Agriculture and Rural Development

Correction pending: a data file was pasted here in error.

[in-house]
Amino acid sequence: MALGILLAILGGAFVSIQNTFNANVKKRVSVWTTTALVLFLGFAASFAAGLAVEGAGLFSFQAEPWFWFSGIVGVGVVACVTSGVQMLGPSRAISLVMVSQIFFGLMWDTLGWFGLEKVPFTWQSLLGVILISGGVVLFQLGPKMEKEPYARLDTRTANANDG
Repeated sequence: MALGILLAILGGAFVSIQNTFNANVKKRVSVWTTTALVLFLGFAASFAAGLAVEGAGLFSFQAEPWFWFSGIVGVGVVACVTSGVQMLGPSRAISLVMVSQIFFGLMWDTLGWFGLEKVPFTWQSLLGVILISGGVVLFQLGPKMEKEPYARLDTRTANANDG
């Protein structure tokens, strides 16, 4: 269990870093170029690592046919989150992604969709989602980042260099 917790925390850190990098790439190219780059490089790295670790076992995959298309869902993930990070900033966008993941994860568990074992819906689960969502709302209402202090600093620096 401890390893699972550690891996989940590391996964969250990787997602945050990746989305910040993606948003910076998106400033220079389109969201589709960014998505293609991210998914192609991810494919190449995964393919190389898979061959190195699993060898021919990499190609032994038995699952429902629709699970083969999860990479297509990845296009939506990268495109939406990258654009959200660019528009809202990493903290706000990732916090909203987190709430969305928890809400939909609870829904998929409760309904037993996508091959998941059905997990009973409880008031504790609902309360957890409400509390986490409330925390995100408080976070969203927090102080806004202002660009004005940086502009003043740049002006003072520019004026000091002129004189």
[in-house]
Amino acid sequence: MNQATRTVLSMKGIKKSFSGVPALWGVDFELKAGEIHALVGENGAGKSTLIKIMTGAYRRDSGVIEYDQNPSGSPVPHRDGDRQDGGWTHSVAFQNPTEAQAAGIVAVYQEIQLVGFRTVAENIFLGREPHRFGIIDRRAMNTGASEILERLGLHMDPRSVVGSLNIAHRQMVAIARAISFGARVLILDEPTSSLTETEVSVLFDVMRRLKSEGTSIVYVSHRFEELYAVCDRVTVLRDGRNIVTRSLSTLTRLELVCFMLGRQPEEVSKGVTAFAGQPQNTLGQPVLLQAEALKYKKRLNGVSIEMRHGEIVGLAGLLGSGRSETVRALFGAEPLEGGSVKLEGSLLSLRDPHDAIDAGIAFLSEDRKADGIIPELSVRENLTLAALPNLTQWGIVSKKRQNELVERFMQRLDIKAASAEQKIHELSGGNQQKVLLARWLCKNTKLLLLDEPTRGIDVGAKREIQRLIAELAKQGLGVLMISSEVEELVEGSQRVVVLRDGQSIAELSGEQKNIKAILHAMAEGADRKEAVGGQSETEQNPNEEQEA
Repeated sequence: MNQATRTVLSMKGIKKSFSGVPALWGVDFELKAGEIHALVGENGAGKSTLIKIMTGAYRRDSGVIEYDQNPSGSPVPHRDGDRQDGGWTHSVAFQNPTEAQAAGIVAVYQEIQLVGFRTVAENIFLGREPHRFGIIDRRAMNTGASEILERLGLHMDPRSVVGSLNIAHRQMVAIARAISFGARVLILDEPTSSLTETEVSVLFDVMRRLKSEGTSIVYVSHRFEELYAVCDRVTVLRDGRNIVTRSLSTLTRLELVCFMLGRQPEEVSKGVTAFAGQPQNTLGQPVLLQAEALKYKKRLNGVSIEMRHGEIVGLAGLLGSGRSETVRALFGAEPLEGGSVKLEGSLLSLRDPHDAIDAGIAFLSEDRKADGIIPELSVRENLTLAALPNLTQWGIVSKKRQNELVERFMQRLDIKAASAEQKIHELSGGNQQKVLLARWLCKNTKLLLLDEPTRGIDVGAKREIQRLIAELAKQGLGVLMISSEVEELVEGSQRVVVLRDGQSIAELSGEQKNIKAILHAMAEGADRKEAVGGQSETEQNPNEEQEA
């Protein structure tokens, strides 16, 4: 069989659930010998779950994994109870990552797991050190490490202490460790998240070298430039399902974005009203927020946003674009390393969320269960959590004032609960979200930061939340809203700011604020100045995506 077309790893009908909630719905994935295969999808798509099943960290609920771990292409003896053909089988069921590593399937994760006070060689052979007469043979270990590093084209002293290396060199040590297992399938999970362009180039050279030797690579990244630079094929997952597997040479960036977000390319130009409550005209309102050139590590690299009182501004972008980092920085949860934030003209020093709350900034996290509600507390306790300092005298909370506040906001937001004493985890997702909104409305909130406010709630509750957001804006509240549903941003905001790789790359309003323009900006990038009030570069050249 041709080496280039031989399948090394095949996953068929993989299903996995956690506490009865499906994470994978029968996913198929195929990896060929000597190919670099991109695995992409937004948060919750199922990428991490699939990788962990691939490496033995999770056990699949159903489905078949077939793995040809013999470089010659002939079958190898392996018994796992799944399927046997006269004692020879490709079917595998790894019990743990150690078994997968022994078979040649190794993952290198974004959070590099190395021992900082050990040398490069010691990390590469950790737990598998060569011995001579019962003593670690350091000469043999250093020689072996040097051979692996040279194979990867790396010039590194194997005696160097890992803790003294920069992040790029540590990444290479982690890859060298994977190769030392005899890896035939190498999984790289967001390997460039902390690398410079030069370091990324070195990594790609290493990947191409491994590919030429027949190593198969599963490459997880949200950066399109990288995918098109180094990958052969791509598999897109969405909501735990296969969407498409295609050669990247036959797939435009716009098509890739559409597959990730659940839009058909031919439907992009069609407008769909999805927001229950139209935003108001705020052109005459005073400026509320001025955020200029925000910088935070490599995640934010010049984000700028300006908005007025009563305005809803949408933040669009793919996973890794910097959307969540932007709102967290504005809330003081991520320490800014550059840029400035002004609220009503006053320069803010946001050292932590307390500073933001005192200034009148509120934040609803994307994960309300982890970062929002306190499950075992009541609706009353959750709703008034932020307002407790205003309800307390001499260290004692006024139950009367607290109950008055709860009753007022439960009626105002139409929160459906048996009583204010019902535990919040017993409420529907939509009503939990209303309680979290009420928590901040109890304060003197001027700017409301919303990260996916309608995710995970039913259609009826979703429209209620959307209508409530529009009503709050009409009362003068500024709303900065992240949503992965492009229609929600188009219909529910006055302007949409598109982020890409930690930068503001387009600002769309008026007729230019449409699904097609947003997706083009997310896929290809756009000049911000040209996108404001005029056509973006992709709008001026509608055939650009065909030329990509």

Benedetta Lerva will join DIME’s Gender, Economic Opportunity & Fragility unit. Her research investigates barriers to agricultural modernization in low-income countries, why they exist and how to overcome them.  She finds large social benefits of selected agricultural technologies that are not realized in practice since the technologies are not profitable to farmers individually. She is currently working on how a digital economy can allow farmers to participate in global markets and promote sustainable food chains. One of her papers finds large social benefits of selected agricultural technologies that are not realized in practice since the technologies are not profitable to farmers individually. Benedetta’s operational work focuses on social protection programs and optimizing targeting of World Food Programme interventions in emergency settings induced by conflicts and natural disasters. As emergency settings are increasingly connected to climate change, she is looking forward to expanding this line of work to study adaptation strategies for rural and agricultural communities.